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This Broken Wondrous World by Jon Skovron

A year ago, Boy, the son of Frankenstein’s monster, had never even met a human. Now he’s living with his human ‘family’, the descendants of Dr Frankenstein, in Switzerland. That is, until the maniacal genius Dr Moreau, long ago banished to a remote island for his crimes against humanity, asks for his aid.

Moreau wants Boy to join his army of animal/human hybrid creatures and help him overthrow human society. Boy must choose: side with the twisted doctor and save his fellow monsters, or try to defend the humans who run the planet?

Boy will do anything to save this broken, wondrous world from the war that threatens to split it in two. But how much will he have to give up? And is the world worth saving?

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Concentr8 by William Sutcliffe

In a future London, Concentr8 is a prescription drug intended to help kids with ADD. Soon every troubled teen is on it. It makes sense, doesn’t it? Keep the undesirable elements in line. Keep people like us safe from people like them. What’s good for society is good for everyone. Troy, Femi, Lee, Karen and Blaze have been taking Concentr8 as long as they can remember. They’re not exactly a gang, but Blaze is their leader, and Troy has always been his quiet, watchful sidekick – the only one Blaze really trusts. They’re not looking for trouble, but one hot summer day, when riots break out across the city, they find it. What makes five kids pick a man seemingly at random – a nobody, he works in the housing department, doesn’t even have a good phone – hold a knife to his side, take him to a warehouse and chain him to a radiator? They’ve got a hostage, but don’t really know what they want, or why they’ve done it. And across the course of five tense days, with a journalist, a floppy-haired mayor, a police negotiator, and the sinister face of the pharmaceutical industry, they – and we – begin to understand why.

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Picture Book Nook: Wonderful new picture books from Nosy Crow

Nosy Crow are one of my favourite publishers of picture books.  Their picture books are quirky, funny, and they look stunning! They’re the sort of picture books that you’re happy to read to your kids again and again, because you love them as much as they do.  Here are three of my recent favourites from Nosy Crow.  You have to go and get these from your library or bookshop and read them right now.

Weasels by Elys Dolan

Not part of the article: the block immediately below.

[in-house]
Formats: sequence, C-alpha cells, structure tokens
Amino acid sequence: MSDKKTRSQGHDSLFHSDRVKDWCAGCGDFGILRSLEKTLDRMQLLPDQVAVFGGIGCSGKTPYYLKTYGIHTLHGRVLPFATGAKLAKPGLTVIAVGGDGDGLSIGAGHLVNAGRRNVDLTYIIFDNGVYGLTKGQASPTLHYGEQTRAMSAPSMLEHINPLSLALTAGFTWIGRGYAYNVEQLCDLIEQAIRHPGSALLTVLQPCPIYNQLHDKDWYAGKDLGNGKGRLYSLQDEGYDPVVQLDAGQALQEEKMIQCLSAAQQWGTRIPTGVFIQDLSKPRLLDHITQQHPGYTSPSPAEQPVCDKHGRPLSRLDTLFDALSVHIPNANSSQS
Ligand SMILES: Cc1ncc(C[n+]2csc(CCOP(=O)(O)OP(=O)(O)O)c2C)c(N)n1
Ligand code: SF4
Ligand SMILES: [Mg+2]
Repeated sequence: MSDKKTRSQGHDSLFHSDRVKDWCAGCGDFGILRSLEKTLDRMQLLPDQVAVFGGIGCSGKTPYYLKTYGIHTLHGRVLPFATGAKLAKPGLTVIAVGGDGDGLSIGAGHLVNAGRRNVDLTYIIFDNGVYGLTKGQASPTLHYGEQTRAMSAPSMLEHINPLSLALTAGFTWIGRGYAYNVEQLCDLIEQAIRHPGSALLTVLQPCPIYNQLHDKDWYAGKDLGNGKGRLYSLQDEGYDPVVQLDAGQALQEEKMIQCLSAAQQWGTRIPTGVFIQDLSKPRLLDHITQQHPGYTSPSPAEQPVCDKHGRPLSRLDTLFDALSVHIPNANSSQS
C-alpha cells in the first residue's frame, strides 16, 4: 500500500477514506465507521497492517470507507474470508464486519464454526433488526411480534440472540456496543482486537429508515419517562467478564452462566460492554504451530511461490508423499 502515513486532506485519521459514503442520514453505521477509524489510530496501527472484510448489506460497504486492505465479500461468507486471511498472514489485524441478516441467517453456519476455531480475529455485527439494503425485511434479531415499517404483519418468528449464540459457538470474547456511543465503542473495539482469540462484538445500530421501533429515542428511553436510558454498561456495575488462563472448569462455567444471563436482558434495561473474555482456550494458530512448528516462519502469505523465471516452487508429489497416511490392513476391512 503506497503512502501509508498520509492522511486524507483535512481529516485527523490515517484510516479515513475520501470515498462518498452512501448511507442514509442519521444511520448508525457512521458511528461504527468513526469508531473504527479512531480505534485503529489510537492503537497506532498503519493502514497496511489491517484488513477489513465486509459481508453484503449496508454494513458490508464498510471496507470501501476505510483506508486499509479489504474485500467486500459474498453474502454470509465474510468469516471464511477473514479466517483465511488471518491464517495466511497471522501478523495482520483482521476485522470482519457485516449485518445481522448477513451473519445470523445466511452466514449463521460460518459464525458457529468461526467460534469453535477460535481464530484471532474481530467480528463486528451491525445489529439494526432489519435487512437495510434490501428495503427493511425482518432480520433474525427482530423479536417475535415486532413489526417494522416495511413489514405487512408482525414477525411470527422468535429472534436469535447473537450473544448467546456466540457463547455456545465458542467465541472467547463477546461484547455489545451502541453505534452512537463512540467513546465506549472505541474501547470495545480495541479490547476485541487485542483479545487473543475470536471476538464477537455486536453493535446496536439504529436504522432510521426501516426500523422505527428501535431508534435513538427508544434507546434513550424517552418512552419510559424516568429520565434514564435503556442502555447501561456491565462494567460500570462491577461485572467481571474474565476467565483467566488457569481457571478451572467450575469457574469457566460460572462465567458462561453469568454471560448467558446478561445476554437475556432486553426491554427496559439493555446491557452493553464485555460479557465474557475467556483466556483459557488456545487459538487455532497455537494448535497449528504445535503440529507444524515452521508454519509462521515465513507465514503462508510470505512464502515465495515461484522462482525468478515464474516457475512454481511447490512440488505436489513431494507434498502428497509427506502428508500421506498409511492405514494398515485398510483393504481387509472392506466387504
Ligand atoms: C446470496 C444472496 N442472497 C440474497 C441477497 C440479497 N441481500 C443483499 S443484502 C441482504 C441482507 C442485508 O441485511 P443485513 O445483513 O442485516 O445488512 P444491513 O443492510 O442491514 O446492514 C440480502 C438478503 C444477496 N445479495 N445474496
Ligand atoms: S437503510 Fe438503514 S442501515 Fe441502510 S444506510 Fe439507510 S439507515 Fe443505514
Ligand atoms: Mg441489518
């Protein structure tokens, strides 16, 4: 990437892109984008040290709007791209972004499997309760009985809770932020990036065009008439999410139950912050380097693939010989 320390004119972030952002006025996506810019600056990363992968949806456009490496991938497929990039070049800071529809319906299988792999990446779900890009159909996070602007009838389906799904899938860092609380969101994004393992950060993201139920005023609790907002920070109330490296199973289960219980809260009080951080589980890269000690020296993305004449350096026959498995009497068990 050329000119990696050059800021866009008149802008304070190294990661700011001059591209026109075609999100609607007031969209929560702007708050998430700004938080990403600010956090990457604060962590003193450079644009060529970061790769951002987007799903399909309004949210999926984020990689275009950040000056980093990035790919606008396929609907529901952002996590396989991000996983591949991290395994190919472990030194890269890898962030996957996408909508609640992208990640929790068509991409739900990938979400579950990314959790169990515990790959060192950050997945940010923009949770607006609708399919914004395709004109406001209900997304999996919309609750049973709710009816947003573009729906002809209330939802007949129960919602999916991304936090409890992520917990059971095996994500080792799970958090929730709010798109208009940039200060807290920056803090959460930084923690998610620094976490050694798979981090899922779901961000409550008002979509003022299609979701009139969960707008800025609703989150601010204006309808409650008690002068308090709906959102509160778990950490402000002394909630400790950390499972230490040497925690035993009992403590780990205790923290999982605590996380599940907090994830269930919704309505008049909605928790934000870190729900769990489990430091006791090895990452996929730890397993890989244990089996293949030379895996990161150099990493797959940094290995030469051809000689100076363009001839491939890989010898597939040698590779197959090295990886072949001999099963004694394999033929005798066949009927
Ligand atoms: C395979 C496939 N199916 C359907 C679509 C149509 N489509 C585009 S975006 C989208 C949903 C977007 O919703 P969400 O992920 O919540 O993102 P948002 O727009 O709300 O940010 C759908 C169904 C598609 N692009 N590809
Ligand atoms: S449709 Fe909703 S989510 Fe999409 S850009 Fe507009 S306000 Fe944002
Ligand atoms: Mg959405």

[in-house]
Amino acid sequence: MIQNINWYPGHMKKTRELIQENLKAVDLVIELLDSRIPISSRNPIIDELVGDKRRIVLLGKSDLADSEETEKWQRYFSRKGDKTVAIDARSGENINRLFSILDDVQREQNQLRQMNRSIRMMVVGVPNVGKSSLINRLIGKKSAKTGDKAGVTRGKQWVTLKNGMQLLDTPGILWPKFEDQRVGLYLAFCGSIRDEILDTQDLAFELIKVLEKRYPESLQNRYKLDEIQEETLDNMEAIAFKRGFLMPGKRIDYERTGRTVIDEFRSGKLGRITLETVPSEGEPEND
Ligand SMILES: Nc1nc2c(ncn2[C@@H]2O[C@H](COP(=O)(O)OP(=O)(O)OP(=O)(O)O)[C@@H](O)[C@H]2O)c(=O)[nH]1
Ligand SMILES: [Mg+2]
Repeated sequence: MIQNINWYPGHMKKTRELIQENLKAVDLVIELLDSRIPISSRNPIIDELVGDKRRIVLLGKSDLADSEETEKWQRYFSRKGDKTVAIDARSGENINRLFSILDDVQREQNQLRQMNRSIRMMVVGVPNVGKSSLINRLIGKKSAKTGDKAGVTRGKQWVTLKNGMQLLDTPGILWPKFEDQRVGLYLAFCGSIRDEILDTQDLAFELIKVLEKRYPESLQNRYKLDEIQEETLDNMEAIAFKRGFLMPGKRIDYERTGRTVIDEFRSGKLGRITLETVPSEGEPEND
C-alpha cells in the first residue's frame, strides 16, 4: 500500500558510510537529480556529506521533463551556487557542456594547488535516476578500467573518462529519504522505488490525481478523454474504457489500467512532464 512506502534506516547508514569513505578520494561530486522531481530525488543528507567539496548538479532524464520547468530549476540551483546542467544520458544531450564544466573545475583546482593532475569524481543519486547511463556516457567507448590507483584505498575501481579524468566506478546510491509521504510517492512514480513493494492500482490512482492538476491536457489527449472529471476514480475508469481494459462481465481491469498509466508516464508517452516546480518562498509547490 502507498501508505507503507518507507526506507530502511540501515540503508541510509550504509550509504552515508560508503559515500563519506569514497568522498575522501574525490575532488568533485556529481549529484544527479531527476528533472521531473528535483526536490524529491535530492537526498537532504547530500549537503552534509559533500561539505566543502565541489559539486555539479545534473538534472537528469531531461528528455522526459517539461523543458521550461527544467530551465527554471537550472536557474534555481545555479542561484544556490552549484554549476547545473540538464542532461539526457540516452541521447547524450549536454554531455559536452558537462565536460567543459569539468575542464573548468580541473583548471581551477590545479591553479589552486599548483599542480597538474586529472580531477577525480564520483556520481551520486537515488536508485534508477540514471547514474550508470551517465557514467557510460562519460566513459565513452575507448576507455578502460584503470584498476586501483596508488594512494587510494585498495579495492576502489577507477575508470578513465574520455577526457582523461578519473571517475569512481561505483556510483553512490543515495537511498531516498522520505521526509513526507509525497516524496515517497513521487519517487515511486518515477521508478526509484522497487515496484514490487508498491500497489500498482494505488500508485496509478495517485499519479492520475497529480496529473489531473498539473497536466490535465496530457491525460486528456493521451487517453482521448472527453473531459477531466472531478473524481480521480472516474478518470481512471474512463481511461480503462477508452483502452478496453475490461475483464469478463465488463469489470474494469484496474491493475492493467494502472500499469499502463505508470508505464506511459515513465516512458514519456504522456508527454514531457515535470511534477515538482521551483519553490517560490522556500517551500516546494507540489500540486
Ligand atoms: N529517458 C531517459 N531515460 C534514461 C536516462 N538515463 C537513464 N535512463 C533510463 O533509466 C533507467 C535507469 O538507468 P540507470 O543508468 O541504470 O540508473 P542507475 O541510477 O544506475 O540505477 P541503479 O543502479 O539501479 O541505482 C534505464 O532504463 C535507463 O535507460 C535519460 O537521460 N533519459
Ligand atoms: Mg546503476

Weasels – what do they do all day? Eat nuts and berries? Frolic in leaves? Lurk in the dark? Argue with squirrels? Hide in their weasel holes? Well, all these are wrong. What they really do is . . . plot world domination. Find out how their dastardly plans are foiled in this hilarious, off-the-wall debut picture book from a shiny new star in the children’s book firmament, Elys Dolan.

It’s almost impossible to put into words how original and witty this book is: imagine spoof James Bond meets Scaredy Squirrel if you can. It’s packed with cross-over humour to amuse kids and big kids too. The art is stylish yet accessible and full of details for poring over time and time again – there’s always a new joke to find! And there are machines and maps and even a laboratory . . . oh, and lots of lots of weasels.

Troll Swap by Leigh Hodgkinson

Timothy Limpet feels out of place in the troll family – he likes things to be just so, and most trolls, frankly, don’t. Tabitha Lumpit likes things to be loud, loopy and messy and she feels a fish out of water in her very neat family. Sometimes they wonder if their families really see them for who they are, so when Timothy and Tabitha meet on the bridge they decide each other’s family is a better fit and they swap places . . . with hilarious and touching results.

Based around the time-honoured theme of home is where the heart is, this warm and witty story is a celebration of the individual and offers a valuable lesson on not judging others.

Check out Leigh Hodgkinson’s other hilarious picture book from Nosy Crow, Goldilocks and Just the One Bear.

Books Always Everywhere by Jane Blatt, illustrated by Sarah Massini

A joyful celebration of the physical book in all its glory! For the very young, books can be anything – from a chair, to a tower, to a hat – but the best thing they can be . . . is a book… and it’s never too soon to share a good book with your little ones.

The simple text, written by debut author Jane Blatt is brought to life by Sarah Massini’s delightful and nostalgic illustrations of babies and toddlers discovering the new, magical world of books.